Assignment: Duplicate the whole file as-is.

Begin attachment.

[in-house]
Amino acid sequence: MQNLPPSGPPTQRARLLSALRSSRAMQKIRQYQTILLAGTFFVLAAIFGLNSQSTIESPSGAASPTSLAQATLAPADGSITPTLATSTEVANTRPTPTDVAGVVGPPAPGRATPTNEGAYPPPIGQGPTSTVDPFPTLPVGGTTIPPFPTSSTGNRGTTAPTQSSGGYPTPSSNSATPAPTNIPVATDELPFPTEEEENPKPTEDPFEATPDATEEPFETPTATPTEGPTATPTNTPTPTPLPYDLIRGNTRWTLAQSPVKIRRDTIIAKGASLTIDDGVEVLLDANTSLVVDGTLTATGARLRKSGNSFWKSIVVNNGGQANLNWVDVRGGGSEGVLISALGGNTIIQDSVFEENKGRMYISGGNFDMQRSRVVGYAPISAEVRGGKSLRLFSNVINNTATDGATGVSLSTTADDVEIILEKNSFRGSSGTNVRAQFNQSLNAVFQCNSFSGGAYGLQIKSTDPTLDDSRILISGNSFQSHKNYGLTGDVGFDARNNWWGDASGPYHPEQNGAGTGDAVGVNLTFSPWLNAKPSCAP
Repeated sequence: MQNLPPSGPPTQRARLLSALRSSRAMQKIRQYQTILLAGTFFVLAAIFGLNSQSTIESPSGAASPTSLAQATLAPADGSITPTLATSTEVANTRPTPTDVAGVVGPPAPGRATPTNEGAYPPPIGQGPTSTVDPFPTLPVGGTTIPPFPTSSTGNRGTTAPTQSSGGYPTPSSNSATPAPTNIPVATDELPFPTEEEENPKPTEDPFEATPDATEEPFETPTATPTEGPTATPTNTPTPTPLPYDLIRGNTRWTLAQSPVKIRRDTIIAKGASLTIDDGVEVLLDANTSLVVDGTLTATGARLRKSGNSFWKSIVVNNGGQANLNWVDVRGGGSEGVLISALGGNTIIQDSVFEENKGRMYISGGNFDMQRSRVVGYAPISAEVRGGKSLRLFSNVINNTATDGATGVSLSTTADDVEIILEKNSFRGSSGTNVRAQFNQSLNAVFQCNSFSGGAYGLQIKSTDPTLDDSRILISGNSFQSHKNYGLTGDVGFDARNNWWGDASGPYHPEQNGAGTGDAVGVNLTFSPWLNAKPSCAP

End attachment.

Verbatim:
[in-house]
Amino acid sequence: MQNLPPSGPPTQRARLLSALRSSRAMQKIRQYQTILLAGTFFVLAAIFGLNSQSTIESPSGAASPTSLAQATLAPADGSITPTLATSTEVANTRPTPTDVAGVVGPPAPGRATPTNEGAYPPPIGQGPTSTVDPFPTLPVGGTTIPPFPTSSTGNRGTTAPTQSSGGYPTPSSNSATPAPTNIPVATDELPFPTEEEENPKPTEDPFEATPDATEEPFETPTATPTEGPTATPTNTPTPTPLPYDLIRGNTRWTLAQSPVKIRRDTIIAKGASLTIDDGVEVLLDANTSLVVDGTLTATGARLRKSGNSFWKSIVVNNGGQANLNWVDVRGGGSEGVLISALGGNTIIQDSVFEENKGRMYISGGNFDMQRSRVVGYAPISAEVRGGKSLRLFSNVINNTATDGATGVSLSTTADDVEIILEKNSFRGSSGTNVRAQFNQSLNAVFQCNSFSGGAYGLQIKSTDPTLDDSRILISGNSFQSHKNYGLTGDVGFDARNNWWGDASGPYHPEQNGAGTGDAVGVNLTFSPWLNAKPSCAP
Repeated sequence: MQNLPPSGPPTQRARLLSALRSSRAMQKIRQYQTILLAGTFFVLAAIFGLNSQSTIESPSGAASPTSLAQATLAPADGSITPTLATSTEVANTRPTPTDVAGVVGPPAPGRATPTNEGAYPPPIGQGPTSTVDPFPTLPVGGTTIPPFPTSSTGNRGTTAPTQSSGGYPTPSSNSATPAPTNIPVATDELPFPTEEEENPKPTEDPFEATPDATEEPFETPTATPTEGPTATPTNTPTPTPLPYDLIRGNTRWTLAQSPVKIRRDTIIAKGASLTIDDGVEVLLDANTSLVVDGTLTATGARLRKSGNSFWKSIVVNNGGQANLNWVDVRGGGSEGVLISALGGNTIIQDSVFEENKGRMYISGGNFDMQRSRVVGYAPISAEVRGGKSLRLFSNVINNTATDGATGVSLSTTADDVEIILEKNSFRGSSGTNVRAQFNQSLNAVFQCNSFSGGAYGLQIKSTDPTLDDSRILISGNSFQSHKNYGLTGDVGFDARNNWWGDASGPYHPEQNGAGTGDAVGVNLTFSPWLNAKPSCAP